Furthermore, as part of the product development for the Pentium 2 family, the processors were designed for three types of customers, Lower end, models with simple processing capacity, Higher end, higher-priced models designed for servers and intermediate models, thus addressing customers of different types and achieving differentiation from competitors (Burgelman, 233-234). For example, in 1996 a processor for servers sold by competitors to Intel for $ 16,000, with Intel entering the markets for the sale of processors in 1998-1999, it managed to sell processors for servers for $ 2,500, which led to a huge reduction in price for computer systems for servers and increase in its market share and TAM (Total Available Market) (Burgelman, 220 ). As a result of the strategic choice of XL project that accompanied a strategic set of decisions in the design of Intel product improved its product differentiation and competitive advantage
In accordance with the requirements of Project XL, an environmental reporting process was developed that included the various aspects of waste treatment and pollutant emissions. The report is made very transparent to various stakeholders that included representatives from civil society, and representatives from the public sector. Beyond that, Intel has returned water to the drinking water system and water for agricultural use, in addition, it has contributed water purification and recycling technologies to municipal authorities in the vicinity of the plant.
Intel has a production protocol of Copy Exactly, of the production processes and ethical-organizational culture. This means that the production process is replicated unchanged to other production sites and thus D2 in Santa Clara also produced the Pentium 2 family in accordance with the same requirements including the commitment to the environment and sustainability. Later, Pentium 2 was also created in Israel. Intel was one of the first factories in Israel whose production processes met more stringent requirements than the requirements in Israeli legislation/regulations for the treatment of pollutants. Beyond that, Intel has also made a revolution in the culture of ethical behavior in Israel, but I have already discussed this elsewhere.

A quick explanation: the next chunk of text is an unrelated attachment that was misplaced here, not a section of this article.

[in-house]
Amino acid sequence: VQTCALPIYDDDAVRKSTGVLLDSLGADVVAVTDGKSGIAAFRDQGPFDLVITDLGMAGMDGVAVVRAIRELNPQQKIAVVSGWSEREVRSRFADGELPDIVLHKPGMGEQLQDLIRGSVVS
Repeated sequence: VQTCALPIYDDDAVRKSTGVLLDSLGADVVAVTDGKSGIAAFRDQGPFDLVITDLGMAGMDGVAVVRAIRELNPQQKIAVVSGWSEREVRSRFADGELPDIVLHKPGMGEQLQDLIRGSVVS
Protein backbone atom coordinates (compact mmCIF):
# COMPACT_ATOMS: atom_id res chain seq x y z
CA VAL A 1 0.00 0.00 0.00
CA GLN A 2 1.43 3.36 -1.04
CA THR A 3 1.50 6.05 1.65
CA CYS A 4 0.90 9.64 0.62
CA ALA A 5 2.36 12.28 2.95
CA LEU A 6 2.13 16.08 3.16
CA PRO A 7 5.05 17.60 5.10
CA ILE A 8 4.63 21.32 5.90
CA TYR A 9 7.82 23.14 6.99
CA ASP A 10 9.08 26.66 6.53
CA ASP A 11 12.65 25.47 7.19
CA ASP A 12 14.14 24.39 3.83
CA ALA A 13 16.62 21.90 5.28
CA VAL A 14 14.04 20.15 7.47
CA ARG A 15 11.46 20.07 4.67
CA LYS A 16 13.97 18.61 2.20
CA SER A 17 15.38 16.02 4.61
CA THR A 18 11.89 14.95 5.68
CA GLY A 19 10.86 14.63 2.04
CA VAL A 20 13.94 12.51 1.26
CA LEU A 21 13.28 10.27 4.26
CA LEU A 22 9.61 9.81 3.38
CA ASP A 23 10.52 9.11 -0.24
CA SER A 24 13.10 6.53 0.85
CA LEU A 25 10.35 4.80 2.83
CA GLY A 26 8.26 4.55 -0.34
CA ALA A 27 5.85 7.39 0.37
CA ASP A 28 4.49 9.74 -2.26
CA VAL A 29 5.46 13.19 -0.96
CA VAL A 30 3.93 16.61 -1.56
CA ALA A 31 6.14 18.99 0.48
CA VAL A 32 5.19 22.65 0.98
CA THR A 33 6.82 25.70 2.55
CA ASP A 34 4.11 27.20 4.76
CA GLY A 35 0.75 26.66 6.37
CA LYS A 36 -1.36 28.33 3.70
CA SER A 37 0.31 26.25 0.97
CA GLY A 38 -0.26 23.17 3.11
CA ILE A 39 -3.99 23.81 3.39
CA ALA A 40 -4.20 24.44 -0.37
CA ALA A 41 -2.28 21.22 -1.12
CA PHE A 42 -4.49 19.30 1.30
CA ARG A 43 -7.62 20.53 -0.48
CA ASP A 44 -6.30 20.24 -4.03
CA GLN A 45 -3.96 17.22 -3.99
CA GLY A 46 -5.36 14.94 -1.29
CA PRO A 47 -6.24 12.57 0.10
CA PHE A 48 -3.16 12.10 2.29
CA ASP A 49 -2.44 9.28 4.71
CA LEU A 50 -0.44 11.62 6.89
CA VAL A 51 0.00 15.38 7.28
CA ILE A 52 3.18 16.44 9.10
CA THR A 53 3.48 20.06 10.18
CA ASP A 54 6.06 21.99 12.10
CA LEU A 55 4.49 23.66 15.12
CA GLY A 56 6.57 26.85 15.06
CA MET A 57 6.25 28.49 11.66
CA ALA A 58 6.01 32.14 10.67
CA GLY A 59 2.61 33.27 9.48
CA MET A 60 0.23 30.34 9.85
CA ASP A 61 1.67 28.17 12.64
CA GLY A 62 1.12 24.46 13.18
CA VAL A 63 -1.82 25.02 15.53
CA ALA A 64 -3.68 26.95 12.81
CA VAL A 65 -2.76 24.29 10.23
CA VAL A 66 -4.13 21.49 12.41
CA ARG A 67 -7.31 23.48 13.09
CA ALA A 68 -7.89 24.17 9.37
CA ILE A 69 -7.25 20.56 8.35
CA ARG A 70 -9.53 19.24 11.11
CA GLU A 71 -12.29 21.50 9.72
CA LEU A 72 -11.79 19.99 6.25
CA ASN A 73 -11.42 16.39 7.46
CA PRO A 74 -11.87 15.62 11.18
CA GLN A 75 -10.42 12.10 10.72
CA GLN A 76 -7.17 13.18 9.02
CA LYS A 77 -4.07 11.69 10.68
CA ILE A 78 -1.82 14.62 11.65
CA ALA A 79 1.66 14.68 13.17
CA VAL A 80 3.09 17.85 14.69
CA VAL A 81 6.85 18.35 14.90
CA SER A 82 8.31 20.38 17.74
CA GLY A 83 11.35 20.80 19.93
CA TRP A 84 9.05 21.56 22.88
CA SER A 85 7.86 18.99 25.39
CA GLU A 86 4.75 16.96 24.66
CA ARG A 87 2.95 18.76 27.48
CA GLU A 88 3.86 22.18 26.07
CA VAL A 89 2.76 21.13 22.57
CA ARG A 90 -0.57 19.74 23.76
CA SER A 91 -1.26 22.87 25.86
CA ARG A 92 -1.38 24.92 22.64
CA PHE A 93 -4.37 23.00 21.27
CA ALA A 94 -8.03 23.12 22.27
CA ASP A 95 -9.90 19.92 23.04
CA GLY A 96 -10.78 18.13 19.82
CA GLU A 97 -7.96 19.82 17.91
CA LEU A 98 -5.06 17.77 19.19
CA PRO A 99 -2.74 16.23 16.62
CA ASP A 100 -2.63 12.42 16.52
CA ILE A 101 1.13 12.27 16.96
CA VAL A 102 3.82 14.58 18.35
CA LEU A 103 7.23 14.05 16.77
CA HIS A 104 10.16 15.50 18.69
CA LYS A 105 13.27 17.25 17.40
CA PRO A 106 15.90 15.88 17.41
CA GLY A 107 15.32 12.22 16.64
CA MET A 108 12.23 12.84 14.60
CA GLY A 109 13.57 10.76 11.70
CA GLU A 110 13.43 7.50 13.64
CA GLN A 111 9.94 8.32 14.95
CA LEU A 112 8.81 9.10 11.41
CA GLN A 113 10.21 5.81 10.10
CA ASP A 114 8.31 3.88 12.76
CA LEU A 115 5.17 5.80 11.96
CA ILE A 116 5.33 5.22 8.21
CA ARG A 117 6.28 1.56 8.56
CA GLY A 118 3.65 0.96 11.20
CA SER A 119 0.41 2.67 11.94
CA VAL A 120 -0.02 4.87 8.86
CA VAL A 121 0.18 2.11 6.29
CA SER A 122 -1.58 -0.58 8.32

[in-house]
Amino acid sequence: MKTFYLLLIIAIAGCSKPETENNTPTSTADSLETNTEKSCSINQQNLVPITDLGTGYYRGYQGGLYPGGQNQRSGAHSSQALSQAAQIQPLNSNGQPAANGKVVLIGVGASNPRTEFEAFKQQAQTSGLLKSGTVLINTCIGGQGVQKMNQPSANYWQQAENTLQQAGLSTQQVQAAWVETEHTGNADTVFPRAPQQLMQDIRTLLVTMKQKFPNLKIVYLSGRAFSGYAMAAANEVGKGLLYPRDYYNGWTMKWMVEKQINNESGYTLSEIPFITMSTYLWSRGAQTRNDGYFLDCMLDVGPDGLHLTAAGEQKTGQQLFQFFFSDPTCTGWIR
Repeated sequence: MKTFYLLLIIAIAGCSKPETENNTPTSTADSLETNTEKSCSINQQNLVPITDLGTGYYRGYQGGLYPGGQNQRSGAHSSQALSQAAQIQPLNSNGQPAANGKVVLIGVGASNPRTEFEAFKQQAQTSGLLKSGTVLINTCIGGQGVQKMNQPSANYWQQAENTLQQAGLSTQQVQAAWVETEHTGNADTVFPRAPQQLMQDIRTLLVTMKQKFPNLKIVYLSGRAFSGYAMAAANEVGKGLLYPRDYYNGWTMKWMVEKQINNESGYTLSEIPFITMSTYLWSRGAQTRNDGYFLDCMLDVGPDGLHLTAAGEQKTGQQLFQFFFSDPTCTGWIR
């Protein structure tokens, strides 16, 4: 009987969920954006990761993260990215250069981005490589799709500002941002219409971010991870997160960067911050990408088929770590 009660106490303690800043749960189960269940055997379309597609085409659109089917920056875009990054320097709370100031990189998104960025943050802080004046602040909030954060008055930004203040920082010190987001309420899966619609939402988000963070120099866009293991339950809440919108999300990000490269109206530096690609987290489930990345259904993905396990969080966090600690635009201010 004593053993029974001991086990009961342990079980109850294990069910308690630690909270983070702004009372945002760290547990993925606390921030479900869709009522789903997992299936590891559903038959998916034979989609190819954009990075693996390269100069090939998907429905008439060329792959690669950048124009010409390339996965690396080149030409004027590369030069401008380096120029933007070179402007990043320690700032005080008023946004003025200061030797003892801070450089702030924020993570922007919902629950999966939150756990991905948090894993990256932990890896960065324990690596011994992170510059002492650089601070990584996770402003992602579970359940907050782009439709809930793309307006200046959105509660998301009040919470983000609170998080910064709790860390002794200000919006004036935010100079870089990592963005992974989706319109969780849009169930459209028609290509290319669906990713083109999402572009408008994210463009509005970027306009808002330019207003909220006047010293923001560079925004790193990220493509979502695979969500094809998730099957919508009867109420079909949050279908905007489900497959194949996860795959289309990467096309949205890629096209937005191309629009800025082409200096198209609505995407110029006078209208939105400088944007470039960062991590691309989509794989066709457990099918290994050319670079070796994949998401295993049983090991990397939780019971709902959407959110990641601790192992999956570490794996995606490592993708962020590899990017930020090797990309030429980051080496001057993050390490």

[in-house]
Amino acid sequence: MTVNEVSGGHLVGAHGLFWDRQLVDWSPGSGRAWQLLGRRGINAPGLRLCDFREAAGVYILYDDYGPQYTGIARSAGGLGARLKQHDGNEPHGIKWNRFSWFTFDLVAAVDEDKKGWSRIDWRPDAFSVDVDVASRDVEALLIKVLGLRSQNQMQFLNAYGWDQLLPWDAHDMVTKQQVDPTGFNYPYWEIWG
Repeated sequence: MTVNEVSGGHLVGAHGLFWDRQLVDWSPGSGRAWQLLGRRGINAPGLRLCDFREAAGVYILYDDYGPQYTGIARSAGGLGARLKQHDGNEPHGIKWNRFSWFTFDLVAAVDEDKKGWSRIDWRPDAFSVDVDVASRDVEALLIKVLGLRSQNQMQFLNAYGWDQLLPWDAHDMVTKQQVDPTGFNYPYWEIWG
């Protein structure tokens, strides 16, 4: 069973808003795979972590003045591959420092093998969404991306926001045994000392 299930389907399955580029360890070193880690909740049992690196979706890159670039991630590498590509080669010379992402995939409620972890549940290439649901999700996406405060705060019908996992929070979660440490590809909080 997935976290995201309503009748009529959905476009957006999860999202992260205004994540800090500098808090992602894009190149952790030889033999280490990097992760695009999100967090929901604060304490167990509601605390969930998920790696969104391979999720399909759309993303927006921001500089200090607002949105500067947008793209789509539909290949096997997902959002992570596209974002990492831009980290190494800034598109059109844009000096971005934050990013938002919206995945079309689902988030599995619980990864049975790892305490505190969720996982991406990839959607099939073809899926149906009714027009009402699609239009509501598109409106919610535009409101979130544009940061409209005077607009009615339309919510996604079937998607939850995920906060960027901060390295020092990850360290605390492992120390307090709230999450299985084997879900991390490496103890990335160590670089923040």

A side note, Intel's continued progress in sustainable development is evident in Intel's global reports. For example, according to Intel's publications in the Social Responsibility Report for the 2019-2020. Further, in its CSR report in Israel, it reports on its commitment to sustainability and the environment, and its rating reaches the Platinum Level in MAALA Index. Thus, its economic achievements exceed expectations, in 2019, Intel's exports from Israel amounted to $ 6.6 billion, which accounted for 12.5% of total high-tech exports and its volume of activity was about 1.6% of Israel's GDP.
Today, Intel's corporate success world wide is rooted in a strategic concept of sustainable development and in the understanding that developing production processes as part of a commitment to sustainable development necessarily leads to innovation.
A.M. Adam and D. Rachman-Moore. 2004. “The Methods used to Implement an Ethical Code of Conduct and Employee Attitudes”. Journal of Business Ethics, Vol. 54: 225-244. (2004).
R.A. Burgelman. 2002. Strategy is Destiny: How Strategy-Making Shapes a Company’s Future. New York: The Free Press.
A.A. Marcus, D.A. Geffen and K. Sexton. 2002. Reinventing Environmental Regulation: Lessons from Project XL. Washington, DC: Resources of the Future.
E.W. Ortz and K. Deketelaera. (eds.) 2001. Environmental Contracts: Comparative Approaches to Regulatory Innovation in the United States and Europe. London: Kluwer Law International.